Recruitment & HRInvestment

Online language-learning platform Chatterbox has raised more than £1.5 million investment to help businesses tap the huge wealth of talent in refugee and marginalised communities.

Having established a client roster including Unilever, PwC and the British Red Cross, Chatterbox will now use the funding to develop its ‘diversity as a service’ offering with new products and services. 

The remote-first startup is currently making strategic hires across product development, learning, sales and marketing.

This will fuel Chatterbox’s mission of connecting the world’s most talented, yet marginalised, people with rising opportunities in the digital economy.

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The startup, which emerged from Brent Hoberman’s Founders Factory accelerator programme,  received the pre-seed investment from Phil Libin’s All Turtles, operators at Not On The Highstreet and Goldman Sachs, Guardian Media Group Ventures, Mustard Seed Maze, RLC Ventures, and SoftBank. 

As tech firms struggle with The Great Resignation and the ‘war for talent’, Chatterbox hopes to help them tap the estimated 40m degree-educated professionals currently living across OECD countries who are either long-term unemployed or underemployed.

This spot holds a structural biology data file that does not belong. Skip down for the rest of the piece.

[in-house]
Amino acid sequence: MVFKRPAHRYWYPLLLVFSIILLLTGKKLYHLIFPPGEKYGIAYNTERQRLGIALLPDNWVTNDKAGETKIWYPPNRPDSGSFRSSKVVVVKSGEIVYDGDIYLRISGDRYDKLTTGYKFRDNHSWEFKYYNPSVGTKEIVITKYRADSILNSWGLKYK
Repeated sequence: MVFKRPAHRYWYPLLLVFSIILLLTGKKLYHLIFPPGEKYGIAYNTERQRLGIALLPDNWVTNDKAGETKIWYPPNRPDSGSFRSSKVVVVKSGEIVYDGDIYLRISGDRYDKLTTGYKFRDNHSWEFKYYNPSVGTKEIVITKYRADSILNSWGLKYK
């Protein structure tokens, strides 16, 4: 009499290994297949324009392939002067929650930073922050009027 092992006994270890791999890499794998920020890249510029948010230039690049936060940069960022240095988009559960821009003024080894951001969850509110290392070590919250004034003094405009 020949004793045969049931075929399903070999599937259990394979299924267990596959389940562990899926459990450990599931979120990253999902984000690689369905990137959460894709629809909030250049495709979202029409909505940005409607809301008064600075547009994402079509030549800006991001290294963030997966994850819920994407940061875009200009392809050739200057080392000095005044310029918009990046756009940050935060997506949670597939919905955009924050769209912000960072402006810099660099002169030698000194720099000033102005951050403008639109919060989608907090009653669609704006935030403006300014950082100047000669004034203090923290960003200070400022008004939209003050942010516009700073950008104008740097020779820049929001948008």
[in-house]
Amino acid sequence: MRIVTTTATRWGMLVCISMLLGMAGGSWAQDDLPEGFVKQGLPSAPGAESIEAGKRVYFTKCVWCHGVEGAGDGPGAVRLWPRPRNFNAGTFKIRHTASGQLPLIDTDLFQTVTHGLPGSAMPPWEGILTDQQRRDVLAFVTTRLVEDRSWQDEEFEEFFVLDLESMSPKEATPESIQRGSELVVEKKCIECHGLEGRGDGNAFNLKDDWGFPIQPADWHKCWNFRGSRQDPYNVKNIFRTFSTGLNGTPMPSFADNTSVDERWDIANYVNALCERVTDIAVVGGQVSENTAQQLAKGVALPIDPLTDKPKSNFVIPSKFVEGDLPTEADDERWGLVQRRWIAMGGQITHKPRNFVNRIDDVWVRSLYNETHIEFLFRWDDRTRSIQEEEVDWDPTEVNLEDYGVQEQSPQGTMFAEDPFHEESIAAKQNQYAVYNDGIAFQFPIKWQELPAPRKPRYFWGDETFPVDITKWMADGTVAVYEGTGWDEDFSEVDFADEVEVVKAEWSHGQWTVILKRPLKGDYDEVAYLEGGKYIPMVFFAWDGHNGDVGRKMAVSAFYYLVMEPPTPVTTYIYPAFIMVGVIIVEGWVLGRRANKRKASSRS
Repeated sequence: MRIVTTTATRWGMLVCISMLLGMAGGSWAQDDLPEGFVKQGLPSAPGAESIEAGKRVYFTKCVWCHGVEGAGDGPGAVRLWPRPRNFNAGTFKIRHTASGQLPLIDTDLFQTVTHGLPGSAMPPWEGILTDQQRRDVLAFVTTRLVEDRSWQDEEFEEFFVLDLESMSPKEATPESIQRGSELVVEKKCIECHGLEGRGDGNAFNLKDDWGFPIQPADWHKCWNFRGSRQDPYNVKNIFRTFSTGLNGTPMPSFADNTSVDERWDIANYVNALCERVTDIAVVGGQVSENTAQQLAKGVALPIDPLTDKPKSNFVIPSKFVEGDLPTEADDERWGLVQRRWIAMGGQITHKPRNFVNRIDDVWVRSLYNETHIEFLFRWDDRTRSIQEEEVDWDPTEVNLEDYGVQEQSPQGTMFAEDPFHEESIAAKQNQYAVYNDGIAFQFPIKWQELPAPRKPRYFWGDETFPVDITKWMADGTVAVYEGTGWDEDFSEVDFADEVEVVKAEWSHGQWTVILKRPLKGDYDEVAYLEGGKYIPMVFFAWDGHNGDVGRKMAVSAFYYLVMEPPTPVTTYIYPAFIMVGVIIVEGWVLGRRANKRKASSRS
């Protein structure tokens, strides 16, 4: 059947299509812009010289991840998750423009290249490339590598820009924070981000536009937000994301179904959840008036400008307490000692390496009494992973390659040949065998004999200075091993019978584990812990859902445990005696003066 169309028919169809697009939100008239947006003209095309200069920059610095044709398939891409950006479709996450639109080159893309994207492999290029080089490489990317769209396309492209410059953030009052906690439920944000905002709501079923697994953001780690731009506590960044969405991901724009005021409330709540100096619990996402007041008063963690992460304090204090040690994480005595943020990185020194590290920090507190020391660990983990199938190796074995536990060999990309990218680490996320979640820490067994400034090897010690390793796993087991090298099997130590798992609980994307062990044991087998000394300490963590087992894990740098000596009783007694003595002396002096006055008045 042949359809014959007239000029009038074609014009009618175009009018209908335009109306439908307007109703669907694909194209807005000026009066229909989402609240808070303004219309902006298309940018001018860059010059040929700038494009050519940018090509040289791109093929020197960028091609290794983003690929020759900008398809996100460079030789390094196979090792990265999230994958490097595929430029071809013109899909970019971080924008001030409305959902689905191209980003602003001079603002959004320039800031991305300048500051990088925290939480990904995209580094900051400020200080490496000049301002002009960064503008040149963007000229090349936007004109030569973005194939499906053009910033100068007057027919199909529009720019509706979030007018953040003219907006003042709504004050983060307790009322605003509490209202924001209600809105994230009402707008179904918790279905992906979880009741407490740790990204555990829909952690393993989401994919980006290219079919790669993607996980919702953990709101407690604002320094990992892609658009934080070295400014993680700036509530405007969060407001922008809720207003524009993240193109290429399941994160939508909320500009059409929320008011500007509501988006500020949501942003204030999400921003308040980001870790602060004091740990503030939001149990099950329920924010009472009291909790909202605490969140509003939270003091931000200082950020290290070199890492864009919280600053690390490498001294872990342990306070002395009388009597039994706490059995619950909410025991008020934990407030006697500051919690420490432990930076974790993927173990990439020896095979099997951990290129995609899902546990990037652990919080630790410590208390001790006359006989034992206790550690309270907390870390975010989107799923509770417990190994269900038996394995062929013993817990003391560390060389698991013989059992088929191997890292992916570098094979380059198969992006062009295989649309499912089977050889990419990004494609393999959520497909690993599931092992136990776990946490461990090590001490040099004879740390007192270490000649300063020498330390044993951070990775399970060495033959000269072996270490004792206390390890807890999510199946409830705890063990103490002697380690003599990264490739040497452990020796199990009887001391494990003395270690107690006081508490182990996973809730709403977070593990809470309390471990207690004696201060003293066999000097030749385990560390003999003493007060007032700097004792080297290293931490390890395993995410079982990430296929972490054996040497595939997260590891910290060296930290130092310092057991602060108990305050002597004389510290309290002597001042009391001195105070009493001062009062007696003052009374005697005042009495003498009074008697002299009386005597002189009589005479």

These are often professionals from marginalised groups including single parents, older workers and refugees – which have risen dramatically in recent years following successive conflicts in Syria, Afghanistan and more recently, Ukraine. 

Chatterbox was launched in 2016 by Afghani refugee Mursal Hedayat MBE in response to the Syrian war and based on her own mother’s experience of struggling to find highly-skilled work in the UK when the family moved from Afghanistan. 

It initially started out as an online language learning school to help Syrian refugees earn a living by teaching Arabic to professionals looking to improve their language skills but has since grown to encompass other refugee and marginalised groups – with a proven track record of increasing team cultural intelligence, morale and engagement. 

“As we’re seeing from the Ukrainian crisis, unfortunately, we live in a world where mass displacement of talented people from war, famine and even climate change is increasingly commonplace,” said CEO Hedayat. 

“Whether it’s single parents, disabled workers or even refugees – this funding will help us further our mission of helping businesses engage with this amazing pool of marginalised talent, especially as the pandemic accelerates the shift towards globally distributed and remote-first firms.”